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‘Poultry Adoption’ Skyrockets Amid Shortage of Dogs And Cats

As the nation’s shops, restaurants, and offices slowly begin to phase out of restrictions of a decreasing pandemic, it seems that the fear and uncertainty that many of us experienced nearly one year ago is quickly giving way to a growing sense of public optimism. While that hope for the future is certainly welcome, it is important to remember that for many Americans, the rare silver lining throughout the last year was the amount of time they could now afford to dedicate to their dogs and cats during the work-from-home transition. Many people who hadn’t previously been pet owners decided to try it out. As adoptions for dogs and cats increased, shelters began running out of furry friends and started waitlists. Many people began to look beyond fur and opt for feathers, giving way to a new trend of ‘poultry adoption.’

You heard that right. People are adopting–or renting–farm chickens and in record numbers. All over the country, from places like Montague, Michigan to Dallas, Texas, people are flocking to the many chicken rental services hatched in response to the emergence of a widespread stay-at-home lifestyle. In a bizarre turn of events, most of these rental operations are run by farmers, who for the first time are experiencing what it’s like to be giving live birds to the public, rather than simply selling the eggs those birds produce. With the supply of more conventional family pets dwindling, people from all walks of life are getting acclimated to the pressures of poultry ownership. Part of the mission farmers have is for these newly interested caretakers to, as Leslie Bond Strychar puts it, “know where your food comes from.” 

Image courtesy of Frances Gunn

Leslie Bond Strychar is the proud owner of Happy Acres Farm in Montague, Michigan. “When I heard about it, I thought it was equal parts genius and ridiculous,” she said. “But I knew I wanted in.” As the Happy Acres poultry adoption program begins its third year of operation, the process is looking to be more efficient and easy-to-use than ever, which is essential for adjusting to the surge in demand. Once all paperwork is in order, Happy Acres offers a robust setup package. In addition to providing the food, a chicken coop, and two hens, Leslie will then spend the day teaching the new owners about every detail involved in caring for the chickens, and will make sure the animals can adapt to the transition from farm to household.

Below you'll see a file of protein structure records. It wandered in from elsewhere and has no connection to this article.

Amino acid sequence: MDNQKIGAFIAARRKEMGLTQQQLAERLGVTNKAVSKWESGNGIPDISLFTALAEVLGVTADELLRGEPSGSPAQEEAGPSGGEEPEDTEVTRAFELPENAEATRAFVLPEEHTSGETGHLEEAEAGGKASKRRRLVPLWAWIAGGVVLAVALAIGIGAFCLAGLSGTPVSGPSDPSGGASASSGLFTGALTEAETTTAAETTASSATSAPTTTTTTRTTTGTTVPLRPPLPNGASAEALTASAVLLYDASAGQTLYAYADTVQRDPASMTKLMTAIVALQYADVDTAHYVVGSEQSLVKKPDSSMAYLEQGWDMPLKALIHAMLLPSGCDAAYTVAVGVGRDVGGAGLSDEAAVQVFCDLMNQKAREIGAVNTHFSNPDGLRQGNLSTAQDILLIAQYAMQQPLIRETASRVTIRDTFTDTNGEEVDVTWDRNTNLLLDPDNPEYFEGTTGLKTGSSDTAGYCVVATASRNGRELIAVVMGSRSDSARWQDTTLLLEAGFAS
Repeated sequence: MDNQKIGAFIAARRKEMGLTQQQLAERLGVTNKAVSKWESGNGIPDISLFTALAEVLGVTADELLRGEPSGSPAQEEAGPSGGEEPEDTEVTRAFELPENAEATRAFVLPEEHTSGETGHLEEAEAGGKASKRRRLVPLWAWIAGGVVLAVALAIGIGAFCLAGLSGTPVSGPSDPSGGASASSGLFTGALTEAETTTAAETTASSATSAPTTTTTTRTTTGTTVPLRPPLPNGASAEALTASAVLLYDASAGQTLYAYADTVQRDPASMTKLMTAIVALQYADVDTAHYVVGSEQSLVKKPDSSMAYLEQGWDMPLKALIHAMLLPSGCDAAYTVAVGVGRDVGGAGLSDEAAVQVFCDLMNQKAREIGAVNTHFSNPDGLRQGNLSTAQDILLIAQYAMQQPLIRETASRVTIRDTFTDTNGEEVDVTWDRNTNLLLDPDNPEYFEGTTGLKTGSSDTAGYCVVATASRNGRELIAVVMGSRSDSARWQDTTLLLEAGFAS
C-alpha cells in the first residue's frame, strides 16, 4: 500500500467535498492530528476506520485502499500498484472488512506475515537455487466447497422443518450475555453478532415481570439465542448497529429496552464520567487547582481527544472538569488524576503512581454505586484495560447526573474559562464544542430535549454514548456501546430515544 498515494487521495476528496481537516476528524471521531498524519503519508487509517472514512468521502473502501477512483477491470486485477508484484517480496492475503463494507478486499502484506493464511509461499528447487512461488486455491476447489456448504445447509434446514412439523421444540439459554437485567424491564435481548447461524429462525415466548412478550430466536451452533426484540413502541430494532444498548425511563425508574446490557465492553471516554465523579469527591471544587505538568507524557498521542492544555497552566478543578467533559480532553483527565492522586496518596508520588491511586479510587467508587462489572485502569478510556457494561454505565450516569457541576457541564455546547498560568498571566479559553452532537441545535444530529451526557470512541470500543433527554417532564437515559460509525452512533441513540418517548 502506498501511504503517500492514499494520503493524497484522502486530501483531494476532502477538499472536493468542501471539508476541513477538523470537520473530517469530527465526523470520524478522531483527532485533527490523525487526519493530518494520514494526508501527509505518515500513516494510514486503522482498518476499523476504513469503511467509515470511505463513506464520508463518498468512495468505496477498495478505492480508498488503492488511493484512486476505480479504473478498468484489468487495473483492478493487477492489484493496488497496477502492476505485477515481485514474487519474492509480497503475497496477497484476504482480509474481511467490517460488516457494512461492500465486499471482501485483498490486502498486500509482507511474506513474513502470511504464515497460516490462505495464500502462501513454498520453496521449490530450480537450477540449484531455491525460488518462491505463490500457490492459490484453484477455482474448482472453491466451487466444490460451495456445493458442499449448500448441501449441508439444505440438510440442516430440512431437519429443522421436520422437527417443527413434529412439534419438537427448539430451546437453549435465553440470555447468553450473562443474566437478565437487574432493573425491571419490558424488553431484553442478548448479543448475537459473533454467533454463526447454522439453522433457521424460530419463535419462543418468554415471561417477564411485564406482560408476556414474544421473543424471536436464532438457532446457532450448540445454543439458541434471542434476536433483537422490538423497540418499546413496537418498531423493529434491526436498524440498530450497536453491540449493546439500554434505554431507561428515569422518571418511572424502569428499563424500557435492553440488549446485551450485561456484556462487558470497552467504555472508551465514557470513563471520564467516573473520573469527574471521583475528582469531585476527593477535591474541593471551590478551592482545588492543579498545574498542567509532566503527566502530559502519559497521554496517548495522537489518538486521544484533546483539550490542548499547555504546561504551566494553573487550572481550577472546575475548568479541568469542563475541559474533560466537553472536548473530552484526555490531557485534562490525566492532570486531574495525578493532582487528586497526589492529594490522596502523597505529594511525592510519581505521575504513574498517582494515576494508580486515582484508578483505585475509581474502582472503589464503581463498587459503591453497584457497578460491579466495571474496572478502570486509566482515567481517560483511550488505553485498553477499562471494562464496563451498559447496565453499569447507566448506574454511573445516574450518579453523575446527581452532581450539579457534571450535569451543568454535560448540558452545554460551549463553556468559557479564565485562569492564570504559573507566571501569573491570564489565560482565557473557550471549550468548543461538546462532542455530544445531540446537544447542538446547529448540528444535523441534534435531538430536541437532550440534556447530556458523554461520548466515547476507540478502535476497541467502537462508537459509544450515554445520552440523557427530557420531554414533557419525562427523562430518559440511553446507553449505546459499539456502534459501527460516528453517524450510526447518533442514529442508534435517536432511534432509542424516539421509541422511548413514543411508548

One thing owners must be prepared for is the fact that the chickens do indeed lay eggs–lots of eggs. “The chickens will lay up to twelve eggs a week,” says Leslie, who believes it to be a selling point for individuals worried about limiting their trips outside of home as much as possible. “You don’t have to worry about going to the grocery store that day; you can just go to your backyard,”quipped Leslie. 

The size of chicken rental operations varies significantly from place to place. Some, like Happy Acres Farm, are the only service within a wide area. Others like Rent The Chicken have dozens of locations and even stretch across the border into Canadian territories like Alberta and Ontario. Some have even opened in the United Kingdom, where businesses like HenPals have seen as much as a 900% increase in poultry adoption interest. Many have been forced to follow the same path as the more conventional pet adoption agencies and put hopeful chicken parents on a waitlist. 

Image courtesy of Hussain Badshah

As for why there is so much enthusiasm for chickens, as opposed to other farm animals like pigs or goats, it is likely due to a combination of factors. First, there is space, chickens take up little space beyond their coop and a small run area. Second, is the difficulty level. Chickens need far less attention than other farm animals. 

“As long as you’re giving them proper food and water with a secure coop and run, they do fine,” says Tracy Zahn, co-owner of Missouri-based The Easy Chicken

For James Crook, what initially began as an excuse for his family to spend more time in their garden quickly became a daily meditative exercise. “There’s something quite idyllic about collecting your eggs and tending to your hens,” says James, who had been on a waiting list for months. “I think they have a calming influence as well.”

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